He'll say that you are young and foolish, and that he will grant your wish, according to his own decree, only if you can carry me all the way up to the top of the mountain, and you do not stop."

For the prudent counsel that he heard, the boy gave joyful thanks, and answered that he would, that very day, with her consent, be on his way.
He went to his own home, and hurried to assemble all that he would need,

Adare cottage by Timothy O'Keefe
Adare cottage

Gold enough and fine clothing, pack horses, palfreys, summoning those of his men he trusted most to travel with him to the coast.
Once in Salerno, he visited the princess' aunt; when she had read the letter from beginning to end, she decided first to recommend that he stay with her a while. And so she learned all that there was to know. She gave him medicines to build his strength, and by her arts distilled a philter that would meet his need.
As soon as he drank it, however wearied he might be, no matter how great his burden, he would not feel the weight because of the power that had flown from his lips to veins and bone.
She sent him back then to his trial; He carried the philter in a phial.

When he reached his home, the boy, confident and full of joy, wasted no time at all, but went to ask the king if he'd consent to give him the princess for his bride, when he carried her up the mountainside.
The King felt no need to refuse; He thought the boy would surely lose, that it was madness to imagine someone of his age could win, where so many wise and valiant men had tried and every one was beaten.
The king then willingly proclaimed the contest would be held, and named a date. He summoned every friend, every vassal to attend the ceremony. At his command they gathered from throughout the land to see the youth put to the trial of climbing up the mountain while holding in his arms the princess.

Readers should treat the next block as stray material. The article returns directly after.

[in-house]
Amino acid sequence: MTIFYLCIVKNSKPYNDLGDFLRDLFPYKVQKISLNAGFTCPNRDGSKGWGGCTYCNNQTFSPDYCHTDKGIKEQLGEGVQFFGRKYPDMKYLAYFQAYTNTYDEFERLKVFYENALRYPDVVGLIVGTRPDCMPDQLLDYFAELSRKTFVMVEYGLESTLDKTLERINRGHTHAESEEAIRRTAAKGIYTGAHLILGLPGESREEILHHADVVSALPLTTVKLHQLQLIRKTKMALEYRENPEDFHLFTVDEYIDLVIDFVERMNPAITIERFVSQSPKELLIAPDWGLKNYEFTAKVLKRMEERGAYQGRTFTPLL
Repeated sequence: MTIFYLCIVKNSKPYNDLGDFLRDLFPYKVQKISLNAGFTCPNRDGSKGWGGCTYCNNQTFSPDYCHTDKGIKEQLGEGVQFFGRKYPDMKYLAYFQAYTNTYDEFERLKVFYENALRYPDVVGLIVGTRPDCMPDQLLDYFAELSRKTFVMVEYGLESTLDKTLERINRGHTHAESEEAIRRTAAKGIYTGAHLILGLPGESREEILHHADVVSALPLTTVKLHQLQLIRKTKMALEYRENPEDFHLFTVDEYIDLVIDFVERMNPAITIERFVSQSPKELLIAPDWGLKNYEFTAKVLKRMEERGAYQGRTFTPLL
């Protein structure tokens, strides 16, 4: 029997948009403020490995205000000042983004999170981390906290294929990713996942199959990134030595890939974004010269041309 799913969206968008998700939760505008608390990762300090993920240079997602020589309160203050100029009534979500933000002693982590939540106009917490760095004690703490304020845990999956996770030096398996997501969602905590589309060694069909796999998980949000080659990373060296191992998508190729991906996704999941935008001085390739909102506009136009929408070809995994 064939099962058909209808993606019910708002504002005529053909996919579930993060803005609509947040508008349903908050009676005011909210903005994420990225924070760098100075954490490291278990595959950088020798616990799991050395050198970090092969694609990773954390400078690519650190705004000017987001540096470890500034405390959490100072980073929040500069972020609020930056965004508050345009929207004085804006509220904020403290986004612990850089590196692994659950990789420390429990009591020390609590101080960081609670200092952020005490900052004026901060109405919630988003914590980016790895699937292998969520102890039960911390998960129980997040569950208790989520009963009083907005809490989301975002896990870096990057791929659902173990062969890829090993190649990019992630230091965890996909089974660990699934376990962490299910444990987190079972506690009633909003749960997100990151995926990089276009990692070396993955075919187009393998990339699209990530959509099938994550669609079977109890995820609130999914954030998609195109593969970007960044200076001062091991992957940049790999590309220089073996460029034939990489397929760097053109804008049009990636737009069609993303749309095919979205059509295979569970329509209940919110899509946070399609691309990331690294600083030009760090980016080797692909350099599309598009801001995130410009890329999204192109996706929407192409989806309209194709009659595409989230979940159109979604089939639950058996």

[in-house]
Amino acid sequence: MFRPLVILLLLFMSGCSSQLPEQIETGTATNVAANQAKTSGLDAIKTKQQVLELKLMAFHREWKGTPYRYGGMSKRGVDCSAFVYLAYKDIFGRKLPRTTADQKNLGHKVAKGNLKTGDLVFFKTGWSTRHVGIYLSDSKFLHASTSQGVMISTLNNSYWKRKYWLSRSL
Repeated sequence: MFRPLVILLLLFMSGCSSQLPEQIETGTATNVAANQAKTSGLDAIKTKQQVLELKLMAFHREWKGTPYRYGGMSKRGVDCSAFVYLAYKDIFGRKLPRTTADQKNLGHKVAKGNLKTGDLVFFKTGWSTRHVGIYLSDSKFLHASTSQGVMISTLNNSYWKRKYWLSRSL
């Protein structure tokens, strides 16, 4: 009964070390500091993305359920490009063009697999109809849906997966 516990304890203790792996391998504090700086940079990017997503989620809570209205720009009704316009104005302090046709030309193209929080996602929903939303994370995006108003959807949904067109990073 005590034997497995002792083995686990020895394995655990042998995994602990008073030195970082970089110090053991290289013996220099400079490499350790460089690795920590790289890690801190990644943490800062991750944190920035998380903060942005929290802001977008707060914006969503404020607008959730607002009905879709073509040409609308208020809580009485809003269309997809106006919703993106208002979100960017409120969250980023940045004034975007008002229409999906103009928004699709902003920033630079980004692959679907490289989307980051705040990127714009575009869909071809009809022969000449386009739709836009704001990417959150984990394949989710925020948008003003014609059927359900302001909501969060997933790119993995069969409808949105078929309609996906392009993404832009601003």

She, by eating less and less, prepared in the most useful way she could for the appointed day.

Finally, when everyone arrived, the contest was begun. In a meadow near the Seine, first the boy appeared, and then the King, who led his daughter through the crowd assembled there to do them honor. The young princess wore only a shift and nothing more.

Young Girl Carrying a Basket of Flowers by Pierre-Auguste Renoir
Young Girl Carrying a Basket of Flowers

Holding her in his arms, the boy believed that nothing could destroy their hopes; he had the little phial which she would carry for a while.

However sure the outcome seems, I fear he'll go to such extremes that the medicine will go to waste.

He reached the halfway point in haste, far too happy to remember more than that he was close to her.
She felt his strength would not allow much more. "Please drink the philter now!" she said, "Dear friend, you cannot hide your weariness!" The boy replied, "Dearest, my heart is very strong; I will not stop to drink as long as I can manage three steps more -- Nothing can change my mind before! We would be seen by all the crowd, and, if they should shout aloud, I'd lose my balance. They're too near; I won't take time to drink right here."

Two thirds of the way to to the top, He stumbled, and nearly let her drop. Time and again the girl would plead, "Here is the medicine you need!" But trying, in pain, to reach the peak, he didn't even hear her speak.
Exhausted, he went on until He fell at the top, and then lay still; His heart cracked open in his breast. Thinking him worn out by his conquest, the maiden came to kneel beside her friend, and once again she tried to bring him comfort with the philter. But now he could not answer her.

Thus, as I have told, he died there upon the mountainside. Crying aloud her grief, the girl picked up the phial again to hurl the philter down. And it was worth much to that well watered earth, and to the region all around, for afterwards the people found powerful herbs that flourished there.

The maiden, in her great despair, lay down beside her friend, alone with sorrow she had never known, now that he was lost forever.

So she held him close to her, tightly in her arms, and still kissing his eyes and mouth until her grief became a sword inside her heart. And so the maiden died who was so lovely, and so wise.